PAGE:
|A Bipolar Perspective on Autumn
October 7, 2000
I look outside my lace-layered windows onto the patio that is the home of what was an enormous, yes monstrous container garden. Hanging baskets bearing the last blooms and browned stalks of summer. Slender sets of wind chimes, whispering that the time has come to set the beautiful blossoms aside, to let the plants pass on to nothingness or to sleep the coldness away.
One part of me has always taken great delight in the quirkiness of autumn. I embrace the chilly winds that dance the fallen leaves around like an October ballet. With the air cooler, my smoker's filled lungs take in the life giving oxygen as a less painful pace. The skies blue and clear hover over the sun as it dances among the rainbow of autumn colored leaves.
The air smells slightly of football games with a hint of basketball dancing the foot rails of the breezes. Big, baggy sweatshirts come trotting out of storage, boots and multicolored thick socks begin to peek out of the dresser drawers...waiting to fill the hiking boots left stiff from lack of summer use.
I take pleasure in these things for I know that not far behind comes my most favorite yet dreaded holiday season of all....ho ho ho.
But then again, part of my heart aches as I watch the life around me slowly surrender to the jailer of the seasons. To see my beloved flower garden, slowly succumb to the chilling of the winds and soil. To know that within a few short weeks, the trees will stand naked before all, their clothing shed for the winter.
The idea of being housebound for an entire winter warms my heart. I love to sit and watch the snowy flakes fall gracefully to the earth. I even enjoy the subzero temps from my childhood days back in the Midwest. Here on this Island, we seldom get those temps, but we do get some snow, although never as much as I hope for.
It seems my bipolar brain goes through this seasonal change as well. The tendency to isolate becomes a hunger in which I try my best to find a way to satisfy. I want to hole-up, hibernate, detach from the real world of societal do's and don'ts. I feel safe in my warm, cozy cave. I can be whatever the disorder brings on for the day. I can be down and alone. I can be manic and alone and have a blast being so.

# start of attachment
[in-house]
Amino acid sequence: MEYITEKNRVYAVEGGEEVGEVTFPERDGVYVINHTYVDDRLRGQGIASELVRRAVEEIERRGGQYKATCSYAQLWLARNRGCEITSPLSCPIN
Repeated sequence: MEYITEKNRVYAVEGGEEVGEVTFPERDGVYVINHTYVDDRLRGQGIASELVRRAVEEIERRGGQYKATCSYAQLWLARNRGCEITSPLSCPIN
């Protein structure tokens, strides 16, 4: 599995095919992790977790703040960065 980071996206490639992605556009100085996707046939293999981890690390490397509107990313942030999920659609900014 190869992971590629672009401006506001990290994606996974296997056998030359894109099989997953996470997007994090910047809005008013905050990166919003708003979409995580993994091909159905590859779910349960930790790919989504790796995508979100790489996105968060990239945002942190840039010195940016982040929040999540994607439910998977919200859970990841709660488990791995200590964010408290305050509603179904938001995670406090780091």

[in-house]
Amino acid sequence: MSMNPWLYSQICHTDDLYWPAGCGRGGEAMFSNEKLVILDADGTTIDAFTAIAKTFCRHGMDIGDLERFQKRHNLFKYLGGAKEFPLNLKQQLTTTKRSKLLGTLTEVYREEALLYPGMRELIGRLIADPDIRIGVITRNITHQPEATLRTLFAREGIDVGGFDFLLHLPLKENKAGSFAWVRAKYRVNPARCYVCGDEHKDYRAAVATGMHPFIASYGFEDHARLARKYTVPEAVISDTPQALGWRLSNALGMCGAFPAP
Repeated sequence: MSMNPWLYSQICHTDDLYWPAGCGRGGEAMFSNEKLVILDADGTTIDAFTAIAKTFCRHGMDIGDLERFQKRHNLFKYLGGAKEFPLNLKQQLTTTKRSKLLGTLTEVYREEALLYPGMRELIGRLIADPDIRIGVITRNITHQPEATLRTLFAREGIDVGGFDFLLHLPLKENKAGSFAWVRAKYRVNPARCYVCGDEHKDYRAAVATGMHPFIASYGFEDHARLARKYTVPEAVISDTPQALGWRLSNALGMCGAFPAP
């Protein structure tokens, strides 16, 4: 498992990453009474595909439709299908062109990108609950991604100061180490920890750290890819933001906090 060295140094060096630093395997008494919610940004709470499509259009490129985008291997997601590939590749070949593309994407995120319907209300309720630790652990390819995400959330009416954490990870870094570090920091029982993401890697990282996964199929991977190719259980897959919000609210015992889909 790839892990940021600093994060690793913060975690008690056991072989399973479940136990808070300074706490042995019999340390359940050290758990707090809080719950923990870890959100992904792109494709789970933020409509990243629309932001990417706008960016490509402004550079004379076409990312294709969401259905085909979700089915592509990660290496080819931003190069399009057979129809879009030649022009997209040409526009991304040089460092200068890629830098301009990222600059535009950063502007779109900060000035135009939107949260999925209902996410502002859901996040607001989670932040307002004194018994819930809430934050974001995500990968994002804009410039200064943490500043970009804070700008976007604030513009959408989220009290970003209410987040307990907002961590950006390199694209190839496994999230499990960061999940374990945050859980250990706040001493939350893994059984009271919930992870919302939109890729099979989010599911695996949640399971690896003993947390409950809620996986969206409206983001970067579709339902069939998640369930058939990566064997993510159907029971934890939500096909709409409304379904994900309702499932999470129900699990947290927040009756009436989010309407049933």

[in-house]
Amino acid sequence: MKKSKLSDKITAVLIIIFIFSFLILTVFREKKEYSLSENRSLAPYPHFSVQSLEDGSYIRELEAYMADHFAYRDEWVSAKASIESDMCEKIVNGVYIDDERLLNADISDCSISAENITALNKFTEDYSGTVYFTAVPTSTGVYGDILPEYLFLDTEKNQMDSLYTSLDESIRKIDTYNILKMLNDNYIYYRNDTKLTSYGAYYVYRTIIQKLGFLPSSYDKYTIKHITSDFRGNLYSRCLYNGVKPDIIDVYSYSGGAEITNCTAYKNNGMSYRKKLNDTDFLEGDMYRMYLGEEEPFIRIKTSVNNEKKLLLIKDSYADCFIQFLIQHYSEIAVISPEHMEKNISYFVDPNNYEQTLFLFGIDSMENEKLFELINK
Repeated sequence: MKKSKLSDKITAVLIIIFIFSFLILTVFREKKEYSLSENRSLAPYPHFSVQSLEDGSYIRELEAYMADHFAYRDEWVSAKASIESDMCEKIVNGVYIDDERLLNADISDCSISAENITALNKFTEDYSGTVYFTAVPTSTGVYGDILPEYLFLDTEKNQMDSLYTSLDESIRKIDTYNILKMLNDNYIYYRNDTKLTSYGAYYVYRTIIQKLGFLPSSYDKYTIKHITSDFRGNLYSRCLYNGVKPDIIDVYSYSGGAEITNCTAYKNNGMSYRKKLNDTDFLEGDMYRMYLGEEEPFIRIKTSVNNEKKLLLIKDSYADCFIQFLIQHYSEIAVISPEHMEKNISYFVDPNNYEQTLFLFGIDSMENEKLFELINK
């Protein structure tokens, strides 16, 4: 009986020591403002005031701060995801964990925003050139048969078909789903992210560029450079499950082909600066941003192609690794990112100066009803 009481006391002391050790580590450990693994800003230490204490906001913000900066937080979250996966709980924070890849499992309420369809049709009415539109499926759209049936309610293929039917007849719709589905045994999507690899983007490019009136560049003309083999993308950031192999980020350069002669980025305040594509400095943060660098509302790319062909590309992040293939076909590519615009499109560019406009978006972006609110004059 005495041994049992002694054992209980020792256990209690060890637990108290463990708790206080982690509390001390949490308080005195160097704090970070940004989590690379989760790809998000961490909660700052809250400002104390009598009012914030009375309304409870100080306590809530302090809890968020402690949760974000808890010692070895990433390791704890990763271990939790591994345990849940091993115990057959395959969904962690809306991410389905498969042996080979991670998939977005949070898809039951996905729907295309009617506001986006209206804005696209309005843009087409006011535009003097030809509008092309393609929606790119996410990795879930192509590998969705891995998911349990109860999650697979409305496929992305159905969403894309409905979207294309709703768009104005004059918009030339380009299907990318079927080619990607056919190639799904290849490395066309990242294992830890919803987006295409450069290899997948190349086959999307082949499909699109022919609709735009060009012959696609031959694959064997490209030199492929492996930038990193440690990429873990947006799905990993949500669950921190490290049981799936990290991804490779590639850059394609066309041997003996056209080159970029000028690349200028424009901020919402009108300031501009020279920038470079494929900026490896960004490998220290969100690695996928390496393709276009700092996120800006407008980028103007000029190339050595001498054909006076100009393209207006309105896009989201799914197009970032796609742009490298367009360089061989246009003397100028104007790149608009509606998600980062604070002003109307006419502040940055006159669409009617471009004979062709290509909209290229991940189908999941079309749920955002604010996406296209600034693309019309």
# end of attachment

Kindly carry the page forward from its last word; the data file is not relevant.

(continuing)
As my disease never goes, the slender wind chimes remain throughout the seasons of change. I keep them out there as a reminder. I adore their quaint, delicate songs as the autumn and winter winds whip them around furiously. On early mornings, I'll crack open the window. Just a peek of fresh air...to hear their songs of delight.
As I dig up dead roots, store away carefully chosen flower containers, my mind begins to fill with ideas of decorating for the Christmas season. Yes, already. I've seen Christmas commercials already. I'm more than willing to start decorating now but of course I will wait till the societal laws allow me to do so.
I reflect back on summer...the trips to the pool, the luscious but cancer-causing suntan I received this year. But honestly, due to the high dosage of Neurontin, most of my summer memories are a medication induced blur. The bad days memories shout inside my mind lest they be forgotten. The summery details have faded in to some part of my brain that I no longer can access on my own. No tech support available for that lost memory cache.
Sometimes I smile to myself because it seems that autumn itself is Bipolar. The weather temps can't make up their minds. Up or down. Just like me. I also think that many "normal" people do an imaginary Bipolar jig through the colorful weeks of autumn. They go up and they go down, just like me.
With a heavy heart for what is going away, leaving me alone, I take a deep breath and prepare for that which lies ahead of me. The unknown. The thrill of a huge snowstorm in December, or the disappointment of no snow until next January. Whichever happens to appear, I will face it just as I have for my entire life. A bit of this and a bit of that. Up and Down.
Down and Up.